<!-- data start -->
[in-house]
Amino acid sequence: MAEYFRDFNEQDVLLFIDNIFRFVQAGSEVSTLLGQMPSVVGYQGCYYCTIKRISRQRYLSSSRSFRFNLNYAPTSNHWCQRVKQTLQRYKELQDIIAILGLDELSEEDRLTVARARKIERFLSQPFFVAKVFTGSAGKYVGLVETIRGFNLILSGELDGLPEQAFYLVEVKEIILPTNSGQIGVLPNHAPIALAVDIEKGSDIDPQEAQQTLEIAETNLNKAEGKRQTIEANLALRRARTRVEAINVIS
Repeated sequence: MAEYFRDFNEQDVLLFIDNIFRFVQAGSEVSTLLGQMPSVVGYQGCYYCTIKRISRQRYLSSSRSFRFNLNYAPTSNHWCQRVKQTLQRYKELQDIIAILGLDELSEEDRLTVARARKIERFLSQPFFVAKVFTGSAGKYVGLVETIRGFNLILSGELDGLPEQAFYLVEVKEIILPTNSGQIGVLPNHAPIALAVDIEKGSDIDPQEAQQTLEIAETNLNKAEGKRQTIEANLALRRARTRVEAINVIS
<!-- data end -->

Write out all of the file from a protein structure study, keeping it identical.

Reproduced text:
[in-house]
Amino acid sequence: MAEYFRDFNEQDVLLFIDNIFRFVQAGSEVSTLLGQMPSVVGYQGCYYCTIKRISRQRYLSSSRSFRFNLNYAPTSNHWCQRVKQTLQRYKELQDIIAILGLDELSEEDRLTVARARKIERFLSQPFFVAKVFTGSAGKYVGLVETIRGFNLILSGELDGLPEQAFYLVEVKEIILPTNSGQIGVLPNHAPIALAVDIEKGSDIDPQEAQQTLEIAETNLNKAEGKRQTIEANLALRRARTRVEAINVIS
Repeated sequence: MAEYFRDFNEQDVLLFIDNIFRFVQAGSEVSTLLGQMPSVVGYQGCYYCTIKRISRQRYLSSSRSFRFNLNYAPTSNHWCQRVKQTLQRYKELQDIIAILGLDELSEEDRLTVARARKIERFLSQPFFVAKVFTGSAGKYVGLVETIRGFNLILSGELDGLPEQAFYLVEVKEIILPTNSGQIGVLPNHAPIALAVDIEKGSDIDPQEAQQTLEIAETNLNKAEGKRQTIEANLALRRARTRVEAINVIS